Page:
Matthew Townend (ed.) 2012, ‘Sigvatr Þórðarson, Knútsdrápa 1’ in Diana Whaley (ed.), Poetry from the Kings’ Sagas 1: From Mythical Times to c. 1035. Skaldic Poetry of the Scandinavian Middle Ages 1. Turnhout: Brepols, p. 651.
Ok Ellu bak,
at, lét, hinns sat,
Ok Ívarr, hinns sat at Jórvík, lét bak Ellu skorit ara.
‘And Ívarr, who resided at York, had Ælla’s back cut with an eagle. ’
The helmingr is quoted to illustrate the manner in which Ívarr inn beinlausi ‘the Boneless’ and his brothers put to death King Ælla of Northumbria, killer of their father Ragnarr loðbrók ‘Shaggy-breeches’; see further Notes below.
On ms. 147, see Introduction. The stanza is not preserved at the corresponding point in the main ms. of Ragn, NKS 1824 b 4° (Ragn 1906-8, 167-8). — In both sources, the stanza is introduced, Svá segir Sigvatr skáld í Knútsdrápu ‘As Sigvatr the poet says in Knútsdrápa’; the introduction to st. 2 in ÓH-Hkr and Knýtl is identical, and for st. 3, ÓH-Hkr refer to the drápa that Sigvatr composed about Knútr’s expedition. — This stanza has been central in the controversy as to whether the Vikings genuinely did practise the rite of the ‘blood-eagle’ on their victims, or whether this is a misconception and elaboration by later saga authors and scholars. The author of RagnSon intepreted the stanza as follows (FSGJ I, 298): Létu þeir nú rista örn á baki Ellu ok skera síðan rifin öll frá hrygginum með sverði, svá at þar váru lungun út dregin ‘They now had an eagle carved on the back of Ælla and afterwards had all the ribs cut from the backbone with a sword, so that the lungs were pulled out there’. However, Frank (1984a) argued that the stanza simply means that Ívarr provided Ælla’s body as carrion, able to be torn by the eagle as one of the ‘beasts of battle’. For responses and re-statements see Bjarni Einarsson (1986), Frank (1988), Bjarni Einarsson (1990) and Frank (1990b); clearly a central point is whether skera ‘cut’ (here p. p. skorit) can be used of the action of a bird, or must refer to a weapon. For earlier historians’ views see Smyth (1977, 189-94) and Wormald (1982, 140). McTurk (1994), by contrast, argues that ari here is a heiti for ‘sword’ and does not refer to an eagle at all.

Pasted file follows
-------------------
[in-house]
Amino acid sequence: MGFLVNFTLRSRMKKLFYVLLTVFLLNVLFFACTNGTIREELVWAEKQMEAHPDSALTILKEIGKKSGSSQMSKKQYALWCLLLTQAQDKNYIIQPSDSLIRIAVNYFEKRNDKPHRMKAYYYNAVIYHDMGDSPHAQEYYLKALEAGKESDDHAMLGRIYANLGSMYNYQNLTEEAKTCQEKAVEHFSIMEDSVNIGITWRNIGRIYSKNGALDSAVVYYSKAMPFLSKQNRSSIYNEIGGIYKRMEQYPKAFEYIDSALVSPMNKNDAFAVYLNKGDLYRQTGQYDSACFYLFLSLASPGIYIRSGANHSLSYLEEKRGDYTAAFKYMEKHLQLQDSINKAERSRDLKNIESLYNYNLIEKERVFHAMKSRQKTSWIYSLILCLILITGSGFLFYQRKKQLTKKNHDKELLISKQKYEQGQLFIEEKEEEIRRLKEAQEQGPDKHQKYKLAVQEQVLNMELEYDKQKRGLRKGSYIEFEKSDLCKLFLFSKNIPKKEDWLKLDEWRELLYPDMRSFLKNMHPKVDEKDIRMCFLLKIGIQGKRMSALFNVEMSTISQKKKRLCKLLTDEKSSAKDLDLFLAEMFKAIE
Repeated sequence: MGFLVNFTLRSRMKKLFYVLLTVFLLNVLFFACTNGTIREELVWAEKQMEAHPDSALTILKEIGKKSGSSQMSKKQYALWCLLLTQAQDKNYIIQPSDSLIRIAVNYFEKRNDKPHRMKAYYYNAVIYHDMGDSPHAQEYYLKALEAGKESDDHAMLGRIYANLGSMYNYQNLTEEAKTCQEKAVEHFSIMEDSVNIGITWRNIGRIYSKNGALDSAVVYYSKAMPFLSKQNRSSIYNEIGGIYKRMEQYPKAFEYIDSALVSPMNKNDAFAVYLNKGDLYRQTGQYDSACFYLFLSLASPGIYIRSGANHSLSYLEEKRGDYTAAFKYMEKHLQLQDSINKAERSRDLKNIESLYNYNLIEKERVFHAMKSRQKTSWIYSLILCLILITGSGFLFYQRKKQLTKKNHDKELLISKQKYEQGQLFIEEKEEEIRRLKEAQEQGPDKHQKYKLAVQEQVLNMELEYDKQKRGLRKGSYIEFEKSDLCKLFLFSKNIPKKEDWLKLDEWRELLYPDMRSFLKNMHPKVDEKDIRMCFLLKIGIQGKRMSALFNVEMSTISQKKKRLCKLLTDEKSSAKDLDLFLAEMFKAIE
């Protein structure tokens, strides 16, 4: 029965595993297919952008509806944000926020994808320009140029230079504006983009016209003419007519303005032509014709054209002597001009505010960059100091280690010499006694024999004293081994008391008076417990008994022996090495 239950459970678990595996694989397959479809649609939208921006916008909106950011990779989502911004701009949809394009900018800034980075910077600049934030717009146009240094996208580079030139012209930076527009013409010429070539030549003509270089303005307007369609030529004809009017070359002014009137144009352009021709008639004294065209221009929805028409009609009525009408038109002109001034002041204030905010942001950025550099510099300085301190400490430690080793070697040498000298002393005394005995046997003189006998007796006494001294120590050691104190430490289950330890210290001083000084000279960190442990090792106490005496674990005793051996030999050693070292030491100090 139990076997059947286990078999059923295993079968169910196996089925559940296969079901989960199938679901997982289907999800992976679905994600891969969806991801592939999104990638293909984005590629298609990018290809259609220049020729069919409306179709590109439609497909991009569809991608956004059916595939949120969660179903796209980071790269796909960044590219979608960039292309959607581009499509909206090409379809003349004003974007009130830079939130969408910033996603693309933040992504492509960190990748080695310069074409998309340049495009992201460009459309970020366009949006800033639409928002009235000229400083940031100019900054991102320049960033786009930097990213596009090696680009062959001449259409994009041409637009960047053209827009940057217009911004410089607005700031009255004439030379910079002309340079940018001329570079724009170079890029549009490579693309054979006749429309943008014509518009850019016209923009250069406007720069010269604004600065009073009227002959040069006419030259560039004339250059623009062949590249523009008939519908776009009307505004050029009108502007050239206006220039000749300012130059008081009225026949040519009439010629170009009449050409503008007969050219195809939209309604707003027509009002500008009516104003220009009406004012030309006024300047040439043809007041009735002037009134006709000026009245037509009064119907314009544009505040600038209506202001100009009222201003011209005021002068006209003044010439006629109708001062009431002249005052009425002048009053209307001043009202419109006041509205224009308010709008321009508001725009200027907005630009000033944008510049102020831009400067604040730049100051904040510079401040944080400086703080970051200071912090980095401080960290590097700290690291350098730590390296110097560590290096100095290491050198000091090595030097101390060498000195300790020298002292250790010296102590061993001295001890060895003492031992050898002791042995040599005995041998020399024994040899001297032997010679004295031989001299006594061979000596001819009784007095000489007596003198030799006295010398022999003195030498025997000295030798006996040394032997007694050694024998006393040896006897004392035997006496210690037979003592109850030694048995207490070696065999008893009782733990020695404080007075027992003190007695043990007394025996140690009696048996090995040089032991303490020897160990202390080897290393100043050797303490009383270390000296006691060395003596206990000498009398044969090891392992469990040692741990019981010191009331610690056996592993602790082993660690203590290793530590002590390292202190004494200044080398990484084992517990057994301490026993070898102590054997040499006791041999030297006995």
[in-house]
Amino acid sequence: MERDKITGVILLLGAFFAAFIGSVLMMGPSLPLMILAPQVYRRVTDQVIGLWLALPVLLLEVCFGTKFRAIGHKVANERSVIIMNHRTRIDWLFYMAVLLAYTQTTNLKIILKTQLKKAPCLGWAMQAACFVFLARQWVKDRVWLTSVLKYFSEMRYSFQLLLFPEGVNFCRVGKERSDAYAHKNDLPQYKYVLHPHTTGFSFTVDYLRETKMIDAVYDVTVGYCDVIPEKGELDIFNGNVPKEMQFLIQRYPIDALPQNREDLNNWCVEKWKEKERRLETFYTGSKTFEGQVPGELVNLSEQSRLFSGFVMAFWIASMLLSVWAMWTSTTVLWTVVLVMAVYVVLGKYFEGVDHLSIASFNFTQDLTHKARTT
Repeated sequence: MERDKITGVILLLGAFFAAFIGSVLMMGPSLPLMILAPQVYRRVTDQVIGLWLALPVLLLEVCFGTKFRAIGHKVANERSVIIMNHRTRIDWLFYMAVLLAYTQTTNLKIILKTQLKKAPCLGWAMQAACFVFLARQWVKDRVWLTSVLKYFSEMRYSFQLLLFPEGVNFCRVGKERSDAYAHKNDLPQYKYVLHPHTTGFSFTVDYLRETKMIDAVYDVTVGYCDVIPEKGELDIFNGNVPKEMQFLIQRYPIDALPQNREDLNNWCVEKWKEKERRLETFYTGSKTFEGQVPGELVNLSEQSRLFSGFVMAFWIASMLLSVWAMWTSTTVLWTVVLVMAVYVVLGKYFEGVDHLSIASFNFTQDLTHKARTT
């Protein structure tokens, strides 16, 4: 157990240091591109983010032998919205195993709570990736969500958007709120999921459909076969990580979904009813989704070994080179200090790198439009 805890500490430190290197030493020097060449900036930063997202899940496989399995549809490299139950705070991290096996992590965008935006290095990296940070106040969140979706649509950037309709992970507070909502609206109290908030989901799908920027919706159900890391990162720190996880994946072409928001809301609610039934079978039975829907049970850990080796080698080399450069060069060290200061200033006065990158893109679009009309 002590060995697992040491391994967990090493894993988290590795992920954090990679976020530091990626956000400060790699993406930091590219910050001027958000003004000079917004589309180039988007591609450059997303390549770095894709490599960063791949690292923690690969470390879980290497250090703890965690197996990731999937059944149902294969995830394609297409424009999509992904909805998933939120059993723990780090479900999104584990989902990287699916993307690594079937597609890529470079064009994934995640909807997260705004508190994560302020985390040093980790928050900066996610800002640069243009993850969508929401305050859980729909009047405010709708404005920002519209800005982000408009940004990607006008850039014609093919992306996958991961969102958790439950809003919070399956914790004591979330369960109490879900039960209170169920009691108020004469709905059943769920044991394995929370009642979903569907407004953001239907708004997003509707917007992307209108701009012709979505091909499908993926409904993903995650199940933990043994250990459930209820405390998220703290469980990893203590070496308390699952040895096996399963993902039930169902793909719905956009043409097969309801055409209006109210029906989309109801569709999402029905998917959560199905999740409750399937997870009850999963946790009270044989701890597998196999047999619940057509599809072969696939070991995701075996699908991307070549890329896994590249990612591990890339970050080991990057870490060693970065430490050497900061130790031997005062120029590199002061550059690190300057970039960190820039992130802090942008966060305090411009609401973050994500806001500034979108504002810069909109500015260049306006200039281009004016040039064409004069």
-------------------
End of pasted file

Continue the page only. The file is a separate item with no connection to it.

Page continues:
Text is based on reconstruction from the base text and variant apparatus and may contain alternative spellings and other normalisations not visible in the manuscript text. Transcriptions may not have been checked and should not be cited.
Ok ellv bak at let hin | er sat ivaʀ ara iorvik skorið
Ok Ella bak,
at, lét, hinns sat,
í Jórvík, skorit.
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